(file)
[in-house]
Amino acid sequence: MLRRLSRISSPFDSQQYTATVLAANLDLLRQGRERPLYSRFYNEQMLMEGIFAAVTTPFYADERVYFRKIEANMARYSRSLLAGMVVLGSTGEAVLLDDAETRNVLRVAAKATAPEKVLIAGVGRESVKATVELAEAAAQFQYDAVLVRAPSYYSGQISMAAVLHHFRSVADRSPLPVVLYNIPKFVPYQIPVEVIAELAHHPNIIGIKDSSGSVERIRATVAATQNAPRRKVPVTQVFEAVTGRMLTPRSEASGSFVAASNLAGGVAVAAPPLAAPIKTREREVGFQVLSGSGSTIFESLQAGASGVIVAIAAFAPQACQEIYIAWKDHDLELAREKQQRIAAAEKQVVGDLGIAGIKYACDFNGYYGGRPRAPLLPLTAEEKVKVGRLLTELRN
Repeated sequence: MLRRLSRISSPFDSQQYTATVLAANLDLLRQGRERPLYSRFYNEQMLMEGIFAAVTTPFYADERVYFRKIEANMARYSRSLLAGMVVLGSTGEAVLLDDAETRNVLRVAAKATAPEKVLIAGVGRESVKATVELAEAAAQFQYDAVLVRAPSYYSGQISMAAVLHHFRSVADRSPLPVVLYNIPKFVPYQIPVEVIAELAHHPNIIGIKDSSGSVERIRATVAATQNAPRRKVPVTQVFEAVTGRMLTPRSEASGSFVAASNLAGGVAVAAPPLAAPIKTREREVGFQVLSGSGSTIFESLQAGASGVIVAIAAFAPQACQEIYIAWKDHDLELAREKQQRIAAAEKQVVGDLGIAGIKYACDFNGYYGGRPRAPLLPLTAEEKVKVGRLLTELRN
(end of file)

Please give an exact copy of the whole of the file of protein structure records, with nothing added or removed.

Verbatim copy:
[in-house]
Amino acid sequence: MLRRLSRISSPFDSQQYTATVLAANLDLLRQGRERPLYSRFYNEQMLMEGIFAAVTTPFYADERVYFRKIEANMARYSRSLLAGMVVLGSTGEAVLLDDAETRNVLRVAAKATAPEKVLIAGVGRESVKATVELAEAAAQFQYDAVLVRAPSYYSGQISMAAVLHHFRSVADRSPLPVVLYNIPKFVPYQIPVEVIAELAHHPNIIGIKDSSGSVERIRATVAATQNAPRRKVPVTQVFEAVTGRMLTPRSEASGSFVAASNLAGGVAVAAPPLAAPIKTREREVGFQVLSGSGSTIFESLQAGASGVIVAIAAFAPQACQEIYIAWKDHDLELAREKQQRIAAAEKQVVGDLGIAGIKYACDFNGYYGGRPRAPLLPLTAEEKVKVGRLLTELRN
Repeated sequence: MLRRLSRISSPFDSQQYTATVLAANLDLLRQGRERPLYSRFYNEQMLMEGIFAAVTTPFYADERVYFRKIEANMARYSRSLLAGMVVLGSTGEAVLLDDAETRNVLRVAAKATAPEKVLIAGVGRESVKATVELAEAAAQFQYDAVLVRAPSYYSGQISMAAVLHHFRSVADRSPLPVVLYNIPKFVPYQIPVEVIAELAHHPNIIGIKDSSGSVERIRATVAATQNAPRRKVPVTQVFEAVTGRMLTPRSEASGSFVAASNLAGGVAVAAPPLAAPIKTREREVGFQVLSGSGSTIFESLQAGASGVIVAIAAFAPQACQEIYIAWKDHDLELAREKQQRIAAAEKQVVGDLGIAGIKYACDFNGYYGGRPRAPLLPLTAEEKVKVGRLLTELRN